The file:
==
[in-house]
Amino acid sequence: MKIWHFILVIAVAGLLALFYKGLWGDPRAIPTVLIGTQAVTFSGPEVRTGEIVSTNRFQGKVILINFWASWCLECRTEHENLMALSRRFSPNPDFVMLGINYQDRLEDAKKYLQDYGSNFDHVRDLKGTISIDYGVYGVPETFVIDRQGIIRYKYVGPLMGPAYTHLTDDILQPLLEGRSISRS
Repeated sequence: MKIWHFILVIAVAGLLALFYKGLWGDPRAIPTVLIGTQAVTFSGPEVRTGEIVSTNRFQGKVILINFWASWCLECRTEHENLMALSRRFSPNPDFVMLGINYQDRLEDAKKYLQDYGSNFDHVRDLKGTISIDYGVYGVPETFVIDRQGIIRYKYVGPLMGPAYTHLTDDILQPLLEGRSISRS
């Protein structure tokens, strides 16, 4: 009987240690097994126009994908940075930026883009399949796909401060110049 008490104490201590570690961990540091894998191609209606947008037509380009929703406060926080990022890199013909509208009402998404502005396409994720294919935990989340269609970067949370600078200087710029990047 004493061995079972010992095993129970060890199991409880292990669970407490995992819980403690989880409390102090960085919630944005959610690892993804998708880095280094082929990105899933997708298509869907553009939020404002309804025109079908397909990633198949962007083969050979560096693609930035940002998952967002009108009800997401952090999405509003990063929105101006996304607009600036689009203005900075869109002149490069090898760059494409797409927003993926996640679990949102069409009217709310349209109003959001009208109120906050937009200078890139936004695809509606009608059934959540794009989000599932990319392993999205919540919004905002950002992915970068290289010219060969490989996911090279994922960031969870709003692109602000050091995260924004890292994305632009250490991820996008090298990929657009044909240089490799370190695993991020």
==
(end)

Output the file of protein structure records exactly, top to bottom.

[in-house]
Amino acid sequence: MKIWHFILVIAVAGLLALFYKGLWGDPRAIPTVLIGTQAVTFSGPEVRTGEIVSTNRFQGKVILINFWASWCLECRTEHENLMALSRRFSPNPDFVMLGINYQDRLEDAKKYLQDYGSNFDHVRDLKGTISIDYGVYGVPETFVIDRQGIIRYKYVGPLMGPAYTHLTDDILQPLLEGRSISRS
Repeated sequence: MKIWHFILVIAVAGLLALFYKGLWGDPRAIPTVLIGTQAVTFSGPEVRTGEIVSTNRFQGKVILINFWASWCLECRTEHENLMALSRRFSPNPDFVMLGINYQDRLEDAKKYLQDYGSNFDHVRDLKGTISIDYGVYGVPETFVIDRQGIIRYKYVGPLMGPAYTHLTDDILQPLLEGRSISRS
């Protein structure tokens, strides 16, 4: 009987240690097994126009994908940075930026883009399949796909401060110049 008490104490201590570690961990540091894998191609209606947008037509380009929703406060926080990022890199013909509208009402998404502005396409994720294919935990989340269609970067949370600078200087710029990047 004493061995079972010992095993129970060890199991409880292990669970407490995992819980403690989880409390102090960085919630944005959610690892993804998708880095280094082929990105899933997708298509869907553009939020404002309804025109079908397909990633198949962007083969050979560096693609930035940002998952967002009108009800997401952090999405509003990063929105101006996304607009600036689009203005900075869109002149490069090898760059494409797409927003993926996640679990949102069409009217709310349209109003959001009208109120906050937009200078890139936004695809509606009608059934959540794009989000599932990319392993999205919540919004905002950002992915970068290289010219060969490989996911090279994922960031969870709003692109602000050091995260924004890292994305632009250490991820996008090298990929657009044909240089490799370190695993991020």